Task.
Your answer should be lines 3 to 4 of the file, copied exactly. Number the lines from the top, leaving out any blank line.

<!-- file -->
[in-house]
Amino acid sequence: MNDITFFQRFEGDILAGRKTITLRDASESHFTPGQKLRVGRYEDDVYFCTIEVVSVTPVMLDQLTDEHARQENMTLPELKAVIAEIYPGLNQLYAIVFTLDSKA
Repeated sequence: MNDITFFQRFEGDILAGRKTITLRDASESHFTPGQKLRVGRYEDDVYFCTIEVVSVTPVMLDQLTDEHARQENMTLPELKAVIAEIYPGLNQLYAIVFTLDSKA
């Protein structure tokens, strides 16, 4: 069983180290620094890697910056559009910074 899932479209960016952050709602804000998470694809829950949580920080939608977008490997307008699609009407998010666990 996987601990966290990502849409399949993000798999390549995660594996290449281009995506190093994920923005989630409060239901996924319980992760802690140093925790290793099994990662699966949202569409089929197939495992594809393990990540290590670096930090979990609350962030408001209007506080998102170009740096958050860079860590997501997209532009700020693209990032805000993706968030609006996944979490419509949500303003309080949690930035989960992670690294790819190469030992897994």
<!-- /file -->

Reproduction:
Repeated sequence: MNDITFFQRFEGDILAGRKTITLRDASESHFTPGQKLRVGRYEDDVYFCTIEVVSVTPVMLDQLTDEHARQENMTLPELKAVIAEIYPGLNQLYAIVFTLDSKA
């Protein structure tokens, strides 16, 4: 069983180290620094890697910056559009910074 899932479209960016952050709602804000998470694809829950949580920080939608977008490997307008699609009407998010666990 996987601990966290990502849409399949993000798999390549995660594996290449281009995506190093994920923005989630409060239901996924319980992760802690140093925790290793099994990662699966949202569409089929197939495992594809393990990540290590670096930090979990609350962030408001209007506080998102170009740096958050860079860590997501997209532009700020693209990032805000993706968030609006996944979490419509949500303003309080949690930035989960992670690294790819190469030992897994």